When Joseph Smith heard of Barnes’ death via letter from British mission leader Parley Pratt, he offered remarks in Nauvoo in praise of Barnes and particularly on the matter of his burial in England.
A few of these remarks as reported by Willard Richards:
When I heard of the death of our beloved bro Barns it would not have affected me so much if I had the opportunity of burying him in the land of Zion. I believe, those who have buried their friends here their condition is enviable. Look at Joseph in Egypt how he required his friends to bury him in the tomb of his fathers
The reason for this kind of gathering came in these words:
would you think it strange that I relate what I have seen in vision in relation [to] this interesting theme. those who have died in Jesus Christ, may expect to enter in to all that fruition of Joy when they come forth, which they have pursued here, so plain was the vision I actually saw men, before they had ascended from the tomb, as though they were getting up slowly, they took each other by the hand & it was my father & my son . my mother my brother & my sister & my daughter 
Lorenzo was a bachelor until late 1841. During his short stay in Nauvoo, he initiated a romantic relationship with one Susan Conrad, a 16(?) year old girl. But upon leaving (again) for his assignment in England there is some evidence that he went first to Norton, his Ohio hometown, and married an Amanda Wilson. Whether this foreshadowed an intended polygamous relationship is impossible to tell. But given that Joseph thought so highly of Barnes, it’s not out of the question I suppose.
However the interesting point, given Joseph’s emphasis on being buried with family and friends, is that Barnes’ body was exhumed after nearly a decade and delivered to Salt Lake City where he was buried again. The story behind that is also interesting, but this is already too long.
 Barnes apparently had quite a number of siblings. His parents, Phineas and Abagail, remained in Ohio until their deaths.
 Similarly named groups in the LDS church now function as general jurisdiction and regional officers. In these early times however, it was only the “presidents” of the Seventy that were classed with the general hierarchy of Mormonism in a practical sense despite the entire quorum having nascent high authority apparently.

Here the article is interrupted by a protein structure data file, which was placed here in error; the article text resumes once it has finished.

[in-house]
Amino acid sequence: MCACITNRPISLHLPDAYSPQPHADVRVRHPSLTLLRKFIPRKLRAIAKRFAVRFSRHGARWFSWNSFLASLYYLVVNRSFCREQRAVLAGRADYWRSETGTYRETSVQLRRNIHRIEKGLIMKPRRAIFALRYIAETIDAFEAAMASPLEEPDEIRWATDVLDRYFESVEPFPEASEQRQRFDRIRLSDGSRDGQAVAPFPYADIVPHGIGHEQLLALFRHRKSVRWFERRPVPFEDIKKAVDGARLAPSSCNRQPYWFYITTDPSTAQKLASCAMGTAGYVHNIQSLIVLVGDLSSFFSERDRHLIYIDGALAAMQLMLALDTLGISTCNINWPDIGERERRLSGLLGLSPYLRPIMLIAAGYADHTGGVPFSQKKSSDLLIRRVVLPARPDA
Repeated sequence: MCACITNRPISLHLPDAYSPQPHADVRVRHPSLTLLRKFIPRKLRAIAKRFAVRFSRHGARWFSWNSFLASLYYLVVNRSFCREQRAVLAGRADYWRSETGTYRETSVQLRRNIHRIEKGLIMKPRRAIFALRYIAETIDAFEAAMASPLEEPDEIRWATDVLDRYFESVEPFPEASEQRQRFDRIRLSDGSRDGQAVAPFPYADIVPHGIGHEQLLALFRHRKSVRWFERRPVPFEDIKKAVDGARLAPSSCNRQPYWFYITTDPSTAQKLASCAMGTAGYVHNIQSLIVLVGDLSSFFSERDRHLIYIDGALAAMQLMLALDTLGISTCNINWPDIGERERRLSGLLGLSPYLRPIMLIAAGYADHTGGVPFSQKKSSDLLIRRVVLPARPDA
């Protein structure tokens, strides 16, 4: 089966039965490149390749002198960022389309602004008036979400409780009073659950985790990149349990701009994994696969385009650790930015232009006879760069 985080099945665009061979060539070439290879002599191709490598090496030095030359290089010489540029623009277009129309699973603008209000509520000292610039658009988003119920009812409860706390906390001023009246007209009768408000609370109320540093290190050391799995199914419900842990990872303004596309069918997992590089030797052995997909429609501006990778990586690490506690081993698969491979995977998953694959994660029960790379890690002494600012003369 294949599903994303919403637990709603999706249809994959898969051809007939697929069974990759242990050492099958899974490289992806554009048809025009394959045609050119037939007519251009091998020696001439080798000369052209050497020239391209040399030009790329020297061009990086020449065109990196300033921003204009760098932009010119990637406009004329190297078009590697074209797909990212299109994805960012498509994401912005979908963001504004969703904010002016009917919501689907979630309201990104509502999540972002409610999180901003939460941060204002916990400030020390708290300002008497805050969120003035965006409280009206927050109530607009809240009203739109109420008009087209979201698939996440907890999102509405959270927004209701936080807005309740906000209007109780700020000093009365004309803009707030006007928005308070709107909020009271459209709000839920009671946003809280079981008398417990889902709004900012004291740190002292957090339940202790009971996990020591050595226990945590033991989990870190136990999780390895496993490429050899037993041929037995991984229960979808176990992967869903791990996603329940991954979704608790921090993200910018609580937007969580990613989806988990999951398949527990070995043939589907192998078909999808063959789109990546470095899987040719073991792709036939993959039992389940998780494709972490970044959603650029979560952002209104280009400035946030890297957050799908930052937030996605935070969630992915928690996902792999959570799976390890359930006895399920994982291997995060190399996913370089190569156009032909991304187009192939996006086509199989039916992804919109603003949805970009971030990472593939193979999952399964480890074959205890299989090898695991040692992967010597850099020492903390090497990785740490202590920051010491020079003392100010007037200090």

The idea of “license” was borrowed from Methodism. It functioned in Mormonism as a kind of letter of recommendation, but also as badge of authority.
 Various records list Lorenzo’s middle name as Dow or Don.
 Among JS’s funeral sermons, this one was unique in that we know that he reviewed Richards’ copy the following day. Hence there is considerable confidence that the Richards report accurately represents JS’s thoughts.
 Barnes exchanged letters with Conrad while in England. They wrote love poems to each other among other correspondence. I have not found any correspondence with Wilson. Barnes was not sealed posthumously to Conrad, but was sealed to three other women, one dead, two living, at the time of sealing. As for Conrad, she married in 1846. Woodruff stated she was 16 in 1841, however other records make her older, at least one gives a birthdate of Dec. 5, 1818. There is an Ohio marriage record for Amanda Wilson and a Lorenzo D. Barnes for October 3, 1841. They were sealed posthumously in 1980. But I have difficulty with this marriage. I rather doubt that no evidence for this spouse would be found among his personal effects beyond perhaps a gold ring. Was there another Lorenzo D. Barnes? Woodruff never lost track of Barnes in a way — he found Conrad years later to converse with her about Barnes but apparently never knew about Wilson, if indeed she was this Lorenzo’s wife. While in England (1845), Woodruff had vowed that the sealing powers would be used in Barnes’ behalf. They were, but perhaps not in the way Woodruff intended.